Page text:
Some of the nation’s top educators have written a manifesto about how to fix our public school system. These are some of the same people involved in the film “Waiting for Superman”. You can read the manifesto in its entirety by clicking here.
These leaders in education want to hold teachers responsible for student performance. This makes sense. In any job, employees are judged on performance. Yet the problem is much bigger than these leaders have addressed.
Yet, for too long, we have let teacher hiring and retention be determined by archaic rules involving seniority and academic credentials. The widespread policy of “last in, first out” (the teacher with the least seniority is the first to go when cuts have to be made) makes it harder to hold on to new, enthusiastic educators and ignores the one thing that should matter most: performance.
I whole-heartedly agree that teacher performance should be the biggest factor in determining who stays on-staff at any particular school. But how do we measure that performance? Consider the following. In the state of Texas, students must pass the state’s standardized tests, called TAKS (Texas Assessment of Knowledge and Skills). Such TAKS tests take place several times throughout a child’s education, and children can be held back in certain grades–or not allowed to graduate high school–if they do not pass these tests. Clearly it would make sense to examine student scores to get a feel for teacher performance. For example, students of Mrs. Johnson averaged 36% on the 10th grade TAKS. Obviously, Mrs. Johnson hasn’t done her job.
But why hasn’t Mrs. Johnson done her job? Perhaps Mrs. Johnson is a poor teacher and should’ve been booted out many years ago. This undoubtedly happens in the education system, and this must end. As the manifesto says:
A 7-year-old girl won’t make it to college someday because her teacher has two decades of experience or a master’s degree — she will make it to college if her teacher is effective and engaging and compels her to reach for success.
It makes sense that students of such teachers are more likely to be successful. Apparently Mrs. Johnson wasn’t effective, engaging, and didn’t compel her sophomores to reach for success.
But what if she did?
One of the biggest issues the manifesto fails to address is student apathy. This is most likely more a problem the older the student gets. There are many teachers out there who are well-trained and can perform their hearts out for their students each and every day, but if the student doesn’t take responsibility for their education, the teacher isn’t going to be able to make a difference.
Let’s consider Mrs. Johnson. Mrs. Johnson is a “great teacher” according to her peers. She is so great, in fact, that this year the administration has decided to put her with the neediest students–those who are learning English and have learning and behavioral disabilities. Mrs. Johnson did so well with her previous group of students, and they scored so well on their TAKS, that clearly Mrs. Johnson’s skills need to be applied to those who need the help the most.
Mrs. Johnson knows her students well, has good classroom management, and follows all the rules for the children with disabilities and language difficulties. She employs Bloom’s taxonomy. She uses multiple intelligence theory. She differentiates instruction every day. She tiers and uses flexible grouping. She isn’t perfect, but she utilizes all the school’s training and current educational research on how to make her students succeed. Most of her students enjoy her and her class, but in spite of her effort, they rarely complete assignments in class, and homework is a joke. She tries to remove the students disrupting class by referring them to their principal, but often there are no consequences for their actions–either because the principal doesn’t care or, in the cases of those with disabilities, scared to take action for fear of a lawsuit. Her assessment scores are poor, and her TAKS scores at the end of the year are low as well.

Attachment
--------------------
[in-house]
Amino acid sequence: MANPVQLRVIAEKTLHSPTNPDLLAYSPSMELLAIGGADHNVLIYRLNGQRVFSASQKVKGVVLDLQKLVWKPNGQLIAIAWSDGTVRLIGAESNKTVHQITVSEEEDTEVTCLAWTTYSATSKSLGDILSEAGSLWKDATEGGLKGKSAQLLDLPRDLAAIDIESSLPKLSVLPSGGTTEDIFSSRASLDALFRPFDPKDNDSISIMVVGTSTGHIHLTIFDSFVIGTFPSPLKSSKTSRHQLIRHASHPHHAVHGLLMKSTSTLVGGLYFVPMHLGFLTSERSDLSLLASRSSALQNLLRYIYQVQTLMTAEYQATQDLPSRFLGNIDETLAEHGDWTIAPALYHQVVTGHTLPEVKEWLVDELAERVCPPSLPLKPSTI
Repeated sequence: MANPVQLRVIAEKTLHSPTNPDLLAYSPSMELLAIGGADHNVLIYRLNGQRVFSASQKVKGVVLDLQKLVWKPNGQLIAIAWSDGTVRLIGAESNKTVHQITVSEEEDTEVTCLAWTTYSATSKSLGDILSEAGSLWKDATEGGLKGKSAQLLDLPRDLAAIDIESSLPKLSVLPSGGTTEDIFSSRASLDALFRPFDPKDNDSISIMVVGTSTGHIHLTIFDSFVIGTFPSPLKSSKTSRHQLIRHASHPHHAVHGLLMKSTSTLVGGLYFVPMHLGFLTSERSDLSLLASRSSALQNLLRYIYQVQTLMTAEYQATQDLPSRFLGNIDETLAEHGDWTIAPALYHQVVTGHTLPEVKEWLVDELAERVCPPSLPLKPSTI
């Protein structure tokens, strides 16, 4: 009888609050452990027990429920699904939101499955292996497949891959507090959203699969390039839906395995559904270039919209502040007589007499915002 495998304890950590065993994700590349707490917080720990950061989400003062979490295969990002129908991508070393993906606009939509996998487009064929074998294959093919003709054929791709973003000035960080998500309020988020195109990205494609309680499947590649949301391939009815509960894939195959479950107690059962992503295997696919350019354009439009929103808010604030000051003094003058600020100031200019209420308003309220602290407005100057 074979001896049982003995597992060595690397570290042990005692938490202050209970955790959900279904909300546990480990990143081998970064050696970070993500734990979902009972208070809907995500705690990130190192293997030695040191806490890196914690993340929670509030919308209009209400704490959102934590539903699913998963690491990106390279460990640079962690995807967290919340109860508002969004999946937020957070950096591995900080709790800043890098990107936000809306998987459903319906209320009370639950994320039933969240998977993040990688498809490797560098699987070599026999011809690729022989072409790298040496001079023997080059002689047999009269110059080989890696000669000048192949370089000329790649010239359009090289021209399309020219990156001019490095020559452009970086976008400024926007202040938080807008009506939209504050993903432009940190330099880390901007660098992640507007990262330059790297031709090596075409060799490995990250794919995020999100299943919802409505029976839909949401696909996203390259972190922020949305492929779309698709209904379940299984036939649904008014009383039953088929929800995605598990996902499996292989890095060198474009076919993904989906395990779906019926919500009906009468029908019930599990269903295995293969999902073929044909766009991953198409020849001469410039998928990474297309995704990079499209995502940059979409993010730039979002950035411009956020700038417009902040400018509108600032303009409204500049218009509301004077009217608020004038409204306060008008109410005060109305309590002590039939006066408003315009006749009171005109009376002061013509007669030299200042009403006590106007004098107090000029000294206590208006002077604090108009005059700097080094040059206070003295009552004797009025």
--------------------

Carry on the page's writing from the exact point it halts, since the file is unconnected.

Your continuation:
Mrs. Johnson’s colleague, Mr. Bowen, also incorporates all of the above teaching methods in his class. He teaches pre-AP and AP classes. His students want to go to college, and though they aren’t perfect, Mr. Bowen doesn’t have a huge amount of trouble getting his students to complete their work. Their TAKS scores are several points above passing. In fact, Mr. Bowen doesn’t even review any TAKS problems or strategies with his students. He doesn’t need to.
Budget cuts must be made the next year; who does the school fire? Based on the above, the least effective teacher appears to be Mrs. Johnson. Clearly, she didn’t do enough to make her students pass the TAKS. Her job was to get the kids to learn and pass TAKS. She didn’t accomplish this, so obviously she needs to go.
The difficulty with this scenario, though, is who CAN get these kids to pass? Once Mrs. Johnson is fired, it is likely that whoever replaces her will face the same problems. What’s to be done?
I realize we shouldn’t feel too sorry for Mrs. Johnson. It’s rough luck, but the schools DO need to judge their teachers on something. Maybe Mrs. Johnson will get a great job at another school where the students are more eager to learn and take advantage of her enthusiasm. Or maybe she won’t.
Clearly holding teachers responsible for student performance will help weed out the truly awful teachers that exist. My question is…then what? How do even the BEST teachers get kids to WANT to learn and succeed? What do we do about the students that truly do not care and thus hinder the students that do want to learn? Many schools are scared to take action against such students. What do we do about administrative policies that hinder, or even promote, these problems?